So if you delete the name (also subtract the reference by one), you still have one reference.
(thus memory is not garbage collect)
e.g. you have a name to call a book, the book contains a reference to itself. (two references)
later you delete the name, you still have one reference (but you can't touch because no name!)
a = 
b = 
#now we are done with a, and b, try to delete them
#a stays alive(a's reference count does not drop to zero, b still has one reference to a)
#Python says,"I cannot free you because b is still alive and using you, stay there."
#b stays alive(b's reference count does not drop to zero, a still has one reference to b)
#Python says,"I cannot free you because a is still alive and using you, stay there."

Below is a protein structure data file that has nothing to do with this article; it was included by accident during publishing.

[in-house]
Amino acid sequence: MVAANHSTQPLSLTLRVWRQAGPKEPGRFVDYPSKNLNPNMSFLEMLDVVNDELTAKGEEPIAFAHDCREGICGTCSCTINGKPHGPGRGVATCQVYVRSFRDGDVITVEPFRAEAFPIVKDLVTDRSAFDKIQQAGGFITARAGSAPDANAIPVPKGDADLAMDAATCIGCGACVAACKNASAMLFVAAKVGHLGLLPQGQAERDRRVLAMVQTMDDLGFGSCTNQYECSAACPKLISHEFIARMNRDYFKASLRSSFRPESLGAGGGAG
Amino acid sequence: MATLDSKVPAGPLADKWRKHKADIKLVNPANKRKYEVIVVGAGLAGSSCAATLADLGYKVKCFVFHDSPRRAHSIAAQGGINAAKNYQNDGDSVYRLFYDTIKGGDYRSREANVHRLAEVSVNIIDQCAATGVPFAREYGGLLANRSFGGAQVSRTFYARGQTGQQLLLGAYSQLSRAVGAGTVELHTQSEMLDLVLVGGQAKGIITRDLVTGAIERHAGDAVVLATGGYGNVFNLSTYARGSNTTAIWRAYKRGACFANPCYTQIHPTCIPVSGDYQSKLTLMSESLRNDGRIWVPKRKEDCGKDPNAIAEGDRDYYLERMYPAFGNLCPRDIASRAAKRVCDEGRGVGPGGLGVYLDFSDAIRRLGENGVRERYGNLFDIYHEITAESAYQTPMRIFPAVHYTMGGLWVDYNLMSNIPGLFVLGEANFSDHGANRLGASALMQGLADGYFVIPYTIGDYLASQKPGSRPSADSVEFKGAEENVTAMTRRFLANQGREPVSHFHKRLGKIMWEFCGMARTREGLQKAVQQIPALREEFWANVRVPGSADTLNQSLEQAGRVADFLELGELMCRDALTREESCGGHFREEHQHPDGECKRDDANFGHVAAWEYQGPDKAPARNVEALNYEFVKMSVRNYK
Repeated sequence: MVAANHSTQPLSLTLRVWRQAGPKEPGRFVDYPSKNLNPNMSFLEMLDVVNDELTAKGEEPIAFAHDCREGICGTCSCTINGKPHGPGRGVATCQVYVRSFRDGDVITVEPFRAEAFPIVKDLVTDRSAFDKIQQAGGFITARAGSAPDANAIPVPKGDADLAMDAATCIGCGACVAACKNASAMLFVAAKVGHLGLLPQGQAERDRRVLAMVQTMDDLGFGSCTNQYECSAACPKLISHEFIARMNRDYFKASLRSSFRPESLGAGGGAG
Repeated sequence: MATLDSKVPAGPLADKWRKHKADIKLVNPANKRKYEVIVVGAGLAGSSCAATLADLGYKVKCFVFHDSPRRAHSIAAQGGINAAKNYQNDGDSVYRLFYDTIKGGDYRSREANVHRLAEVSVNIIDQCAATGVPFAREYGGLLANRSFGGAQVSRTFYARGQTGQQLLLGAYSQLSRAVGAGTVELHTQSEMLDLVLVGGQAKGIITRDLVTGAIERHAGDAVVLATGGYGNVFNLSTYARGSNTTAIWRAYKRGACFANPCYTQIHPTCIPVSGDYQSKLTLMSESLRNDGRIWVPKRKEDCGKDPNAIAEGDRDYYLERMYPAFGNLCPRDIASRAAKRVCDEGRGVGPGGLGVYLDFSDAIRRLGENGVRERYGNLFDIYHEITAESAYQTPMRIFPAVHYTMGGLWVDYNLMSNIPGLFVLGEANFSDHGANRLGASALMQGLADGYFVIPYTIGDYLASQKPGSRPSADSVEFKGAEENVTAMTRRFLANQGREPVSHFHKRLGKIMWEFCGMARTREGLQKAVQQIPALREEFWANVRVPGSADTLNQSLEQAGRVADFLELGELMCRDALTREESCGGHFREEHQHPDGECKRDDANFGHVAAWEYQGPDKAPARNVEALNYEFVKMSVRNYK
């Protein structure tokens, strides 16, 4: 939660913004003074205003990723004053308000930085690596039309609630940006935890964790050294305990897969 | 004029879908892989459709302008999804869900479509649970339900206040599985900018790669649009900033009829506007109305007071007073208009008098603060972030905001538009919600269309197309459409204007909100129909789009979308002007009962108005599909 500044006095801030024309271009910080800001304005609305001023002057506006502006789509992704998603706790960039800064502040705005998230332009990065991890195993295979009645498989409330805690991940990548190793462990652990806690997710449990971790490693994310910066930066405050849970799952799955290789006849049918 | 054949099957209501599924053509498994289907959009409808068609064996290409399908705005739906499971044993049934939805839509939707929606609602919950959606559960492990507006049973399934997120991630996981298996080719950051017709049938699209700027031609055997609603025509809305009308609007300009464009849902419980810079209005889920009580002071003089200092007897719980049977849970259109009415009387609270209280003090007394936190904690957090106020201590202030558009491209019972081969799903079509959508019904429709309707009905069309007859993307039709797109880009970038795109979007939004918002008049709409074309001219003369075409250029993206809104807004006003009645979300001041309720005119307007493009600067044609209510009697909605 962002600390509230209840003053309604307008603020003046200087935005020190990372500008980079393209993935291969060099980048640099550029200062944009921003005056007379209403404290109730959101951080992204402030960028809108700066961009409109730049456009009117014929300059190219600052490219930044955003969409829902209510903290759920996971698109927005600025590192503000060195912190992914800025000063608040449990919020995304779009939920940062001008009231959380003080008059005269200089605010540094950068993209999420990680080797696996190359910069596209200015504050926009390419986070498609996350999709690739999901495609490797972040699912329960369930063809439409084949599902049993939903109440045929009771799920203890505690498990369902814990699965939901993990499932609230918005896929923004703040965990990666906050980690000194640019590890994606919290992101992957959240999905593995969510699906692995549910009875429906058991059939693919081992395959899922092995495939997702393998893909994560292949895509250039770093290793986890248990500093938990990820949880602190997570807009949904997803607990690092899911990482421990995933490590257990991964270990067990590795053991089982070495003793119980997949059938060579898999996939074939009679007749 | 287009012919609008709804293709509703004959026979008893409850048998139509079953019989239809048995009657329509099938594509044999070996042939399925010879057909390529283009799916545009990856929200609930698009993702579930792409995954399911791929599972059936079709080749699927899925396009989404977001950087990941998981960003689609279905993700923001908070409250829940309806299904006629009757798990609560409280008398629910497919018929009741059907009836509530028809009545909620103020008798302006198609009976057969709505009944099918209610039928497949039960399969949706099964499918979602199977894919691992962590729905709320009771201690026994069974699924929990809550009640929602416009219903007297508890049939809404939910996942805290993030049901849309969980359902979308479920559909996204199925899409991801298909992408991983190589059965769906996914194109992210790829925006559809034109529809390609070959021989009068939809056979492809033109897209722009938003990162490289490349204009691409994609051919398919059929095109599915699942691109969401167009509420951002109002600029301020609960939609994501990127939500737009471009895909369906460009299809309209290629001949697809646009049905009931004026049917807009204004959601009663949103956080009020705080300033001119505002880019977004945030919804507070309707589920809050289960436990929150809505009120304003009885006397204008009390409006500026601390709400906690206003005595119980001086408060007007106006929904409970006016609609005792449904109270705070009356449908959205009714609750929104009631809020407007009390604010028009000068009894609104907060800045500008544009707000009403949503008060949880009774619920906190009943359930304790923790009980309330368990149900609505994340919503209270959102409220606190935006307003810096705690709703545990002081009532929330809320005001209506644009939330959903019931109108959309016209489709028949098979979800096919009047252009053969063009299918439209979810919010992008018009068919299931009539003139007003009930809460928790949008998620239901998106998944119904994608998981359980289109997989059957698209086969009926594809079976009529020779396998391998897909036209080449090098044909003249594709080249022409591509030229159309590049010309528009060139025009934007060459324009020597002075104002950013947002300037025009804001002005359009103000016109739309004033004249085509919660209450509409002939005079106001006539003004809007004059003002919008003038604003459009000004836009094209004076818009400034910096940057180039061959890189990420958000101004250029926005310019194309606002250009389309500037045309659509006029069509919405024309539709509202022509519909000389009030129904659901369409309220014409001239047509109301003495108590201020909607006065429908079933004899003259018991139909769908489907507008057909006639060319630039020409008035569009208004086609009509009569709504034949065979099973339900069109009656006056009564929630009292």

Now, we cannot use a, and b because both names are unavailable (we can't free it manually), each with 1 reference count (the garbage collector can't free it)
#HOW TO SOLVE THIS? Just break the circular dependency, for example, set
a = None
The following code create circular references in python:>>> aRef =  >>> aRef.append(aRef) >>> print aRef [[...]]
This creates a list object referred by a variable named “aRef”. the first element in the list object is a reference to itself. In this case, the “del aRef” dereference aRef to the list object. However, the reference count of the list object does not decrease to zero and the list object is not garbage collected, since the list object still refers to itself. In this case, the garbage collector in Python will periodically check if such circular references exist and the interpreter will collect them. The following is an example to manually collect the space used by circular referenced objects.>>> import gc >>> gc.collect() 0 >>> del aRef >>> gc.collect() 1 >>> gc.collect() 0